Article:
Sometimes sleep and caregiving don't seem to mix. With a packed schedule, being pulled in a million different directions by elderly parents, kids, jobs and all of the other things that constantly demand your attention, who has time to sleep? And when you do find the time, you toss and turn, your mind races and you lie awake. Does this sound familiar?
Experts say many people unknowingly establish "bad sleep habits" as part of their daily routine…and some of these practices could be keeping sleep away. A lot of things can come between you and a good night's sleep. You can, however, start establishing better habits so you can consistently get quality sleep.
Find your sleep number
First, figure out how many hours of sleep a night will make you feel rested in the morning. You know you're getting enough sleep if you don't feel sleepy during the day. Most adults need about 7 to 8 hours of sleep each night.
Don't try to make it up
If you aren't getting enough sleep, you can't "make it up" by sleeping late on the weekends, for instance. Once it's gone, it's gone. Sleeping longer on certain nights or frequent napping will only inhibit your ability to get a good night's rest the following night. By trying to make up sleep, you are sabotaging your chances of consistently getting a good night's sleep.
Get on a schedule…and stick to it
Staying up later on the weekends is equally as damaging as trying to make up sleep on the weekends. Our bodies need a schedule…a consistent routine. Try to go to bed and get up at about the same time every day, allowing for the amount of rest you calculated, even on weekends. If your bedtime is 10 p.m. during the week, stick to that same time on the weekends.
Get your parent on a schedule…and stick to it
Just like your body needs a routine, so does your elderly parent's. Set a schedule that you can stay close to every day. We set a routine and schedule for our kids as they were growing up, so try to do the same for elders. For kids and elders, a routine is comforting, predictable and encourages feelings of safety and relaxation. Make breakfast at about the same time every day. Schedule dinner, bath time, a relaxing pre-bed activity and bedtime for the same time every day.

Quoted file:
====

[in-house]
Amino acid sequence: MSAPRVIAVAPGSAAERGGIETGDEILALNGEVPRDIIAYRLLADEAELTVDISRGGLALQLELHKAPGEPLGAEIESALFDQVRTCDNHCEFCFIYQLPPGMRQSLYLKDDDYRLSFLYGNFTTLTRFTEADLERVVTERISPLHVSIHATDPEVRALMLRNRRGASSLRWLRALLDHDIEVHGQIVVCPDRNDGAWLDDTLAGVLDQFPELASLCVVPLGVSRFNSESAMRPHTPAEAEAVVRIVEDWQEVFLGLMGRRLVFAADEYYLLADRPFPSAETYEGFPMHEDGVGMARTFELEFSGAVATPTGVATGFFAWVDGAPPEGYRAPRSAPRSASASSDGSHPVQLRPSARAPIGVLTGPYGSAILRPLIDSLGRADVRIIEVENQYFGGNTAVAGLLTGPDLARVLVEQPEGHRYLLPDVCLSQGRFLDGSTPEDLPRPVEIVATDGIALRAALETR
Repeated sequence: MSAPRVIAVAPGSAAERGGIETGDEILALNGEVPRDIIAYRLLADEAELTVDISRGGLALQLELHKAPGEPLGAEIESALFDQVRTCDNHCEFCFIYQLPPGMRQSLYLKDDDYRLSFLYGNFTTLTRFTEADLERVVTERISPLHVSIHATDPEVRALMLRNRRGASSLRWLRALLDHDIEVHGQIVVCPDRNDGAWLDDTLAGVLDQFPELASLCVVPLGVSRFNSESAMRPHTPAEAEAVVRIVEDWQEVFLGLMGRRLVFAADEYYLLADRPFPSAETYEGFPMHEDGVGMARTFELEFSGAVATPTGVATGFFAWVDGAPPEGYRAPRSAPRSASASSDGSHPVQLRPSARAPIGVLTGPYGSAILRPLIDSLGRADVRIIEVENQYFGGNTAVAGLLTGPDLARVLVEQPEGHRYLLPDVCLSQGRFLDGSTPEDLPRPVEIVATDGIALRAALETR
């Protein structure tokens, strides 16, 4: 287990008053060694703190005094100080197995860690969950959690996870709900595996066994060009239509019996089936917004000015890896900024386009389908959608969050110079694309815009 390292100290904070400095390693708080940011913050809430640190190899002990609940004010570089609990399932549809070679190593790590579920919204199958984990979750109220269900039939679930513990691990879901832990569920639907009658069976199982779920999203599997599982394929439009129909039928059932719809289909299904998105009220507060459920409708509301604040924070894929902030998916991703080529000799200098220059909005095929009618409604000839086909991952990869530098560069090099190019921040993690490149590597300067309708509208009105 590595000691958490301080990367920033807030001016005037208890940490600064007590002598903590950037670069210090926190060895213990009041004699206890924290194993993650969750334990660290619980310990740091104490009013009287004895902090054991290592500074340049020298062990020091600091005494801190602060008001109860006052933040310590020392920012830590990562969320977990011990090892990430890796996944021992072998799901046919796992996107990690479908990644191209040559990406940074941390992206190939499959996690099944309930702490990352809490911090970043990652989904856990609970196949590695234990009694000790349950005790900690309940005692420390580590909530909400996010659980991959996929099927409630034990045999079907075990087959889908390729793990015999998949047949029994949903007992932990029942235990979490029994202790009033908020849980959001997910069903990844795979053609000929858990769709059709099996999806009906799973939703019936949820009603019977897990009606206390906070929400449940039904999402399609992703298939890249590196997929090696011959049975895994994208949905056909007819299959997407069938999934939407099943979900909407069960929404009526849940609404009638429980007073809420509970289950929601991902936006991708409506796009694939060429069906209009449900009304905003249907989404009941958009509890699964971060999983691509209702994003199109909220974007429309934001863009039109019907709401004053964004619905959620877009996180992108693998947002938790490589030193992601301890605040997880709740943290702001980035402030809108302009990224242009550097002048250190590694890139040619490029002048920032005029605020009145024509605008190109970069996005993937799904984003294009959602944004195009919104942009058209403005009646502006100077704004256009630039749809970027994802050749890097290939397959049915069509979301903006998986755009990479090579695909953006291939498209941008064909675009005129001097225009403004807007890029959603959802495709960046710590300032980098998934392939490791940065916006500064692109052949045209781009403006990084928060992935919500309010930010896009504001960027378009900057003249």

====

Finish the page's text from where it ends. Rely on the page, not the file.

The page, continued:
Don't misuse your bed
Use your bed for two purposes only: sleep and sex. If you continually use the bed for activities that are not conducive to sleep, like reading, watching television or eating, you may be tempted to pick up a book or reach for the remote when you should be settling down for sleep.
Turn off your mind
Worrying and constant stress are often the culprit of a sleepless night. Sometimes, your thoughts race and it seems impossible to "turn off your mind" long enough to fall asleep. Relaxation techniques, practiced on a regular basis, can help. Get in the habit of relaxing before you head to bed. Some techniques to try: a hot bath, gentle music, meditation or prayer.
Create a comfortable environment
Being comfortable is a key to good sleep. Light, sounds and interruptions can interfere with slumber. Keep your bedroom dark during sleeping hours (room darkening curtains work wonder.) Reduce noise levels as much as possible. If traffic or noisy neighbors are a problem, to cancel out distracting and jarring sounds, try a bedtime alarm that has "white noise' settings: waves, rain, bird sounds or whatever background noise you find soothing. Sound Machines allow you to ease into sleep with white noise. Keep your room at a temperature that's not too hot, and not too cold. Get a comfortable mattress and bedding.
Coffee, soft drinks, tea and anything with caffeine should be avoided from the late afternoon on through bedtime. Caffeine may be a great energy booster for you during the day, but in the evening, it can keep you awake or make your sleep restless.
Cut out alcohol and nicotine
A glass of wine may make you sleepy and help you get to sleep faster, but alcohol often wakes you up after a only a couple of hours of sleep. The same goes for smoking. Though smokers often feel like it calms them down, nicotine is a stimulant.
Don't eat or drink before bedtime
Our bodies use food and drink as sources of energy, so consuming them when you should be winding down for the night can interrupt sleep. In particular, spicy foods, tomato products and high-sugar snacks are known to cause sleep problems.
Exercise is crucial for good health, but trying to squeeze in a workout once the kids and parent is in bed makes it more difficult to sleep. Physical activity that raises your heart rate gives us rejuvenation and extra energy, which is great during the day, but not so good when bedtime approaches. Exercising too close to bedtime can cause difficulties falling asleep.